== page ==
“Some questions remain long after their owners have died. Lingering like ghosts. Looking for the answers they never found in life.”

–Michael Frayn, Copenhagen

 Bohr: “A curious sort of diary memory is.”

Heisenberg: “You open the pages, and all the neat headings and tidy jottings dissolve around you.”

Bohr: “You step through the pages into the months and days themselves.”

Margrethe: “The past becomes the present inside your head.”

—Michael Frayn, Copenhagen

 

We go to bed with snow on the ground and wake to spring. We step through the door, and into the day.

 

Winter’s ghostly forms

banished by the golden light—

one bloom has opened

We walk down city streets. Here, as we approach Chinatown, sound travels faster than sight, if not light.

We hear the drums and firecrackers, long before we see the lion. We step into the crowd. The lion dance, a centuries-old tradition. The noise of the firecrackers, the constant beating of the drum, and the lion itself will scare away evil spirits. Perhaps the ancestors smile.

 

Lion’s head and tail

sweeps away year’s bad fortune

brings longevity

 

We stop for coffee, and walk and talk, passing nineteenth-century buildings that co-exist with their newer neighbors. I feel the ghosts around us.

 

We step into the theater. We step into time and space. We are in Copenhagen. No, we are sharing the memories of these three: German physicist Werner Heisenberg, his Danish mentor Niels Bohr, and Bohr’s wife, Margrethe with whom he shares everything. We are in some sort of limbo.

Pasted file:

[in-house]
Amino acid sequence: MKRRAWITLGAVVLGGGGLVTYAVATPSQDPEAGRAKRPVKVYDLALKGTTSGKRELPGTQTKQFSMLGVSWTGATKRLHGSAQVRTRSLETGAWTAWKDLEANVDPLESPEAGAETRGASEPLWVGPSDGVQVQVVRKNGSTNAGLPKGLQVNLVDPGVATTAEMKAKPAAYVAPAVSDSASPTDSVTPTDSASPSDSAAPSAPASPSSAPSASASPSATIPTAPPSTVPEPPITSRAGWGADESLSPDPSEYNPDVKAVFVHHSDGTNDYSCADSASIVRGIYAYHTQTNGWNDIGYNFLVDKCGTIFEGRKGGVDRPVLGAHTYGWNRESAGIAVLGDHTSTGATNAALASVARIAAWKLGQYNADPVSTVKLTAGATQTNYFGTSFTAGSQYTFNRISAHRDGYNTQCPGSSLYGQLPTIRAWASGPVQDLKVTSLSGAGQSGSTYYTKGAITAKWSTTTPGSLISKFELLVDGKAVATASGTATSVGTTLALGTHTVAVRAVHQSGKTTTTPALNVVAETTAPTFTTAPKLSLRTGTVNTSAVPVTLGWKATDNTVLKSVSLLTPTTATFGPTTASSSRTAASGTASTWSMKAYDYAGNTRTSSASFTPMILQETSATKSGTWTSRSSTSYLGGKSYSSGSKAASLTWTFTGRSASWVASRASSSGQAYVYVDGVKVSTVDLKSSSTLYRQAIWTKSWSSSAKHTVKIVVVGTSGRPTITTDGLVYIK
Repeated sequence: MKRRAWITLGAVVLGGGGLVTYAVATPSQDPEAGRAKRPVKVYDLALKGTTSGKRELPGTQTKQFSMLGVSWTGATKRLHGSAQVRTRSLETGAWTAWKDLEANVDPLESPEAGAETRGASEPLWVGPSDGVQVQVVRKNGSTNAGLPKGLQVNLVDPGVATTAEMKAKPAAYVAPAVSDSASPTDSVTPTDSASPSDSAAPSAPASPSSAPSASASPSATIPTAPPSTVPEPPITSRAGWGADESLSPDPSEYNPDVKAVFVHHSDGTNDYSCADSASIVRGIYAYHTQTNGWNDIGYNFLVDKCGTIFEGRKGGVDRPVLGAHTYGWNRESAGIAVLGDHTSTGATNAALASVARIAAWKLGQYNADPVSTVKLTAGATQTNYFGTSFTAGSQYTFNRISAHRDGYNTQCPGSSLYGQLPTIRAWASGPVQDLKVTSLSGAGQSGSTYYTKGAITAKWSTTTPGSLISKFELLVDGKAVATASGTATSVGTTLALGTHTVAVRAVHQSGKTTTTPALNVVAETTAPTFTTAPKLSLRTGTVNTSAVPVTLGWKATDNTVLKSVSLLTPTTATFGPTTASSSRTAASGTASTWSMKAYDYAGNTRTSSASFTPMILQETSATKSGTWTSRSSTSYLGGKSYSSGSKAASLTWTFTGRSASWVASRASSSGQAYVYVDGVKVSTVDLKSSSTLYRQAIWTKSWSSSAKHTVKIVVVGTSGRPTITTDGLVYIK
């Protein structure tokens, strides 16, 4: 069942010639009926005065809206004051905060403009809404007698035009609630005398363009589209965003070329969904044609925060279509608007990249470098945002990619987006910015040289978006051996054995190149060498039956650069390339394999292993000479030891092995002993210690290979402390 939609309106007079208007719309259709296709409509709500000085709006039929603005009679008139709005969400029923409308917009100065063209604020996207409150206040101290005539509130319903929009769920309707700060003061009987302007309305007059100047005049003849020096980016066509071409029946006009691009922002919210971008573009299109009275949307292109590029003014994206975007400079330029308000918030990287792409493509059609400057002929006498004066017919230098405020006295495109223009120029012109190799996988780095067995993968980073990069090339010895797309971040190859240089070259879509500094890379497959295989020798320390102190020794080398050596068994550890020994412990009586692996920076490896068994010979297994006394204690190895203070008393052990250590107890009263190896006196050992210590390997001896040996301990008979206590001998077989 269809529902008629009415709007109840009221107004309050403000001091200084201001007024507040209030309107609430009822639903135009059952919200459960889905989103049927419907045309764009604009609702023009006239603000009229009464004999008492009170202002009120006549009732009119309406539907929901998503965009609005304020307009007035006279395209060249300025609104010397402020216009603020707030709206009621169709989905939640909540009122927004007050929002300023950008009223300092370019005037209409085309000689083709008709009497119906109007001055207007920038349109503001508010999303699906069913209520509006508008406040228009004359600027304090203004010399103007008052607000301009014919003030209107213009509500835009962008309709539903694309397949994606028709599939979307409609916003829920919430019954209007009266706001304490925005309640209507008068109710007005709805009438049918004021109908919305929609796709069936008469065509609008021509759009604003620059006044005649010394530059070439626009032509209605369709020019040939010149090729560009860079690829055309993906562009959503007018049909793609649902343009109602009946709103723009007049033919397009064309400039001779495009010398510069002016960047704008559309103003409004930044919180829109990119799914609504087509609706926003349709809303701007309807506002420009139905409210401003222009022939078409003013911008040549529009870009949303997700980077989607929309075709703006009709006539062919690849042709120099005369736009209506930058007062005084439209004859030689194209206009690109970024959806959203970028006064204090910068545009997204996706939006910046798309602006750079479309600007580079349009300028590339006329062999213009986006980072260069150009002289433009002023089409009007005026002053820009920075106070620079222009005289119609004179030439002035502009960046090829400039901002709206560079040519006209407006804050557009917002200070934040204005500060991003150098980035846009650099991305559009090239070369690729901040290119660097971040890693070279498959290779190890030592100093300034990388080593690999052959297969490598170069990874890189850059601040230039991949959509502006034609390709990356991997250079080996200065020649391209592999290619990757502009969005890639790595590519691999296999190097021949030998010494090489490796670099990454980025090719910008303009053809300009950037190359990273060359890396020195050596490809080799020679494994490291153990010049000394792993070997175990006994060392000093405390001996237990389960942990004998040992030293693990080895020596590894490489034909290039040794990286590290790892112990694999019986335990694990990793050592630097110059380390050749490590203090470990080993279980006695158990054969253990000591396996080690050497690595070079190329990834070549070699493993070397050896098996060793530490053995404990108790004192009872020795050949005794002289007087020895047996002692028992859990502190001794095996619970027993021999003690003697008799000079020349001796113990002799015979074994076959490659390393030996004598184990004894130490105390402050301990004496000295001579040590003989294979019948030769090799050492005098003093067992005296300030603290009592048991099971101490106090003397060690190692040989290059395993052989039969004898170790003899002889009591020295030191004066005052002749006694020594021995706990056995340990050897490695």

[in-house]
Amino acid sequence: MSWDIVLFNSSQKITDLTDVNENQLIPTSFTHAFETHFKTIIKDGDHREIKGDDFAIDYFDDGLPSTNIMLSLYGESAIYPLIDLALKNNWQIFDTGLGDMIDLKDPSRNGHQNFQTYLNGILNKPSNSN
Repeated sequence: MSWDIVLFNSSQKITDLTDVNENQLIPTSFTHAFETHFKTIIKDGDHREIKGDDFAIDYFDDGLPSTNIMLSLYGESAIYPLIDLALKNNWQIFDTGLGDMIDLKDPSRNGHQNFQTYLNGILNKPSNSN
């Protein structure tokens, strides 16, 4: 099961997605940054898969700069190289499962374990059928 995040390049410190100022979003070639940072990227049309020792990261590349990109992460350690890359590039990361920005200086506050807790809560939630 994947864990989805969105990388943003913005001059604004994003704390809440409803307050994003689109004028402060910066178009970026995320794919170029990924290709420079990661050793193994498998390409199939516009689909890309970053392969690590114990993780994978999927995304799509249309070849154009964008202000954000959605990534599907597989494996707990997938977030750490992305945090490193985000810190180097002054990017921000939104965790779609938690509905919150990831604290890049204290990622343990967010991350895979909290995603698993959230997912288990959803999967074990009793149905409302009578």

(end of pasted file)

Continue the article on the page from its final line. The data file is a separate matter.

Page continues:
They are ghosts, perhaps–

well, no longer living–

in this place,

this space

where they try to remember

what was said

and by whom,

recreating a meeting

when Heisenberg, who worked in Nazi Germany

visited Bohrs in occupied Denmark.

Late September, Copenhagen, 1941.

 

We learn about quantum mechanics,

Heisenberg’s Uncertainty Principle,

Bohr’s Complimentary,

nuclear fission,

calculations made and not made,

the Jewish scientists who flee the Nazis,

taking their knowledge to England and the U.S.

(those who are not murdered.

The characters move around the stage,

like electrons,

but who is the nucleus?

That depends on who is telling the story.

Are we each the center of our universe?

But then why can’t we see what others see?

Going through several “drafts” trying to remember

realizing that every moment becomes the past,

looking for answers

to questions that they never asked when they were alive.

 

It is a play about science.

It is a play about morality.

It is a play that asks what is truth?

It is a play that I wish the abomination in the White House

could actually understand.

 

Like Bohrs and Heisenberg, we step outside,

walk and talk,

try to make some sense of the play,

if not the world around us–